Choosing an adjustable pillow to improve sleep

The comfort and neck support of your pillow is an important factor in sleep quality. Adjustable pillows -- pillows with removable filler or inserts to allow customization of height and firmness -- are on the rise. So what’s important in a pillow?

Do adjustable pillows make a difference?

The most important qualities of any pillows are neck support and comfort. A stiff or sore neck that lowers sleep quality can often be remedied by finding the right pillow. 
Your pillows should be soft and comfortable while maintaining enough firmness to allow proper alignment of your airway parallel to the bed. A collapsed or kinked airway could affect how well you breathe at night. Adjustable pillows can customize the height of the pillow to support your neck at an even level with your head and body.
The size and length of your pillow should also be based on your typical sleeping position. For example, side sleepers have a larger distance from the bed to their head because they lie on their shoulders. A taller or fuller pillow would allow better head-neck alignment and enhanced comfort. 
While there’s nothing particularly groundbreaking about them, adjustable pillows can end the guessing game of picking the correct size, firmness and height of a pillow.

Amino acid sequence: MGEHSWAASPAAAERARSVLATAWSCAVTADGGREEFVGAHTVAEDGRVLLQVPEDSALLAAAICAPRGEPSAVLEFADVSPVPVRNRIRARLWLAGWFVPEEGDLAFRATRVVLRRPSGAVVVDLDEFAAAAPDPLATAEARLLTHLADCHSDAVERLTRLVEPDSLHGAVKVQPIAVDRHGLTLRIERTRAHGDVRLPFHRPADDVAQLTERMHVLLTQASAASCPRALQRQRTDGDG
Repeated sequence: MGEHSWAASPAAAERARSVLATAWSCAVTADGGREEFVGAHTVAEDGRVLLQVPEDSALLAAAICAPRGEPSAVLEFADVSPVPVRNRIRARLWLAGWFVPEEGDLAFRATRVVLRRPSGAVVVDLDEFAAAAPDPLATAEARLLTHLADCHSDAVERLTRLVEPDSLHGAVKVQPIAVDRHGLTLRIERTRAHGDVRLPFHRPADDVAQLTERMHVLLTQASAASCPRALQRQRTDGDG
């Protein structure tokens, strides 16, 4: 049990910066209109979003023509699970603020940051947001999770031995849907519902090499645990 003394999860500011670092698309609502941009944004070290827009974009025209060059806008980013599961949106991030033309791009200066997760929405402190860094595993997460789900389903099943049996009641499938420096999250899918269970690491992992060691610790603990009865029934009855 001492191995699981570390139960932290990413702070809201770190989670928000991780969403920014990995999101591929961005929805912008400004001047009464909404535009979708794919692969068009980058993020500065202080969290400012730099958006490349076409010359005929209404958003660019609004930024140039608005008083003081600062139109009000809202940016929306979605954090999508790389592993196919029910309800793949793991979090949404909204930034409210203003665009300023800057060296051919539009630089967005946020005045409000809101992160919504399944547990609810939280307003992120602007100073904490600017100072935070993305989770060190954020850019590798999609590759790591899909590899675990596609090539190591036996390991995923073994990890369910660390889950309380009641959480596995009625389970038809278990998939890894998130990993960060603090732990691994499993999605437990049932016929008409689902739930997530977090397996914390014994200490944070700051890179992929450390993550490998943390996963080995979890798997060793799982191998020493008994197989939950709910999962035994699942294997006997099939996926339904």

What should I do if I’m having trouble sleeping?

Adjustable pillows may help you tailor your sleeping habits to treat stiff or sore neck, but if you’re having general insomnia or other sleep issues, evaluate nightly habits first. 
It’s important to prepare both your brain and body for a solid night of sleep. This means going to bed around the same time every night, eliminating phone or other screen usage an hour or two before bed, and avoiding exercising before bed. 
Changing out or washing pillows every so often can also improve sleep quality. Pillows can trap dust and other allergens that may disturb the nasal passage at night. 
If serious sleep issues continue, talk to your doctor about other solutions.
Eugene Chio is an otolaryngologist at The Ohio State University Wexner Medical Center.